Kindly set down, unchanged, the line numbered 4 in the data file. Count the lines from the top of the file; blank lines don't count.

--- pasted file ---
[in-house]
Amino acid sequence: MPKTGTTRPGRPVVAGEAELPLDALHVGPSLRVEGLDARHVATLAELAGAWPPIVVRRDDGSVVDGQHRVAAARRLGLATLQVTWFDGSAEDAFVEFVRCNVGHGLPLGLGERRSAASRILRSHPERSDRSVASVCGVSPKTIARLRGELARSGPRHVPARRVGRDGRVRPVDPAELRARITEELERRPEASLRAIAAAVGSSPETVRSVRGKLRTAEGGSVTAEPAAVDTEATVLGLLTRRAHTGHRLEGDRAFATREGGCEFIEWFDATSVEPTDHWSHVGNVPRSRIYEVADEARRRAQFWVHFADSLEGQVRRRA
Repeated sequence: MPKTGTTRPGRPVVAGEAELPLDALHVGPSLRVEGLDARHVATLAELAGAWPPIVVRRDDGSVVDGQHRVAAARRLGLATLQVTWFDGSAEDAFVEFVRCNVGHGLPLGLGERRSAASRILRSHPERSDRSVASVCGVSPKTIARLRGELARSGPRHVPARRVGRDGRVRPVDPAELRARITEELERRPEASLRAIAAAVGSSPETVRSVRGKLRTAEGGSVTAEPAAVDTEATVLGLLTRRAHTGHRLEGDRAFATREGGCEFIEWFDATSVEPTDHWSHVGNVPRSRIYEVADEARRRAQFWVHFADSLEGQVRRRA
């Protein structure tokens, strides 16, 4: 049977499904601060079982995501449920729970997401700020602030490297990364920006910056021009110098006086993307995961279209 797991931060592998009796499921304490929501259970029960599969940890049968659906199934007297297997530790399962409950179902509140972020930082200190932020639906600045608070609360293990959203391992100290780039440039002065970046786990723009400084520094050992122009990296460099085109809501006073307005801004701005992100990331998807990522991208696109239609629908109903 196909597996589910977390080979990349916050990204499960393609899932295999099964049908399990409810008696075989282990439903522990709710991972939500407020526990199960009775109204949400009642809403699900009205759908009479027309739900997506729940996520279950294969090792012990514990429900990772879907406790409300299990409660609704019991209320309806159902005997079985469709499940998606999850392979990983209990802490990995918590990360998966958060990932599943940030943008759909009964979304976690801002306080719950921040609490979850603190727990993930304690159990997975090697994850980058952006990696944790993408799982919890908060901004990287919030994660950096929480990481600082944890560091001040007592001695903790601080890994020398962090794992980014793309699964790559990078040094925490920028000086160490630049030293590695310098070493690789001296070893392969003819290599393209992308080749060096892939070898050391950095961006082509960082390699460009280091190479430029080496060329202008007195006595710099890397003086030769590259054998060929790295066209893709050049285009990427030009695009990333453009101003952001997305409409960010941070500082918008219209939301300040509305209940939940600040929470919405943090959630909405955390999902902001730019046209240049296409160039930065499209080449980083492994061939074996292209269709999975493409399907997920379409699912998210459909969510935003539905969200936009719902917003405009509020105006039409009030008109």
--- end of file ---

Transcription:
């Protein structure tokens, strides 16, 4: 049977499904601060079982995501449920729970997401700020602030490297990364920006910056021009110098006086993307995961279209 797991931060592998009796499921304490929501259970029960599969940890049968659906199934007297297997530790399962409950179902509140972020930082200190932020639906600045608070609360293990959203391992100290780039440039002065970046786990723009400084520094050992122009990296460099085109809501006073307005801004701005992100990331998807990522991208696109239609629908109903 196909597996589910977390080979990349916050990204499960393609899932295999099964049908399990409810008696075989282990439903522990709710991972939500407020526990199960009775109204949400009642809403699900009205759908009479027309739900997506729940996520279950294969090792012990514990429900990772879907406790409300299990409660609704019991209320309806159902005997079985469709499940998606999850392979990983209990802490990995918590990360998966958060990932599943940030943008759909009964979304976690801002306080719950921040609490979850603190727990993930304690159990997975090697994850980058952006990696944790993408799982919890908060901004990287919030994660950096929480990481600082944890560091001040007592001695903790601080890994020398962090794992980014793309699964790559990078040094925490920028000086160490630049030293590695310098070493690789001296070893392969003819290599393209992308080749060096892939070898050391950095961006082509960082390699460009280091190479430029080496060329202008007195006595710099890397003086030769590259054998060929790295066209893709050049285009990427030009695009990333453009101003952001997305409409960010941070500082918008219209939301300040509305209940939940600040929470919405943090959630909405955390999902902001730019046209240049296409160039930065499209080449980083492994061939074996292209269709999975493409399907997920379409699912998210459909969510935003539905969200936009719902917003405009509020105006039409009030008109």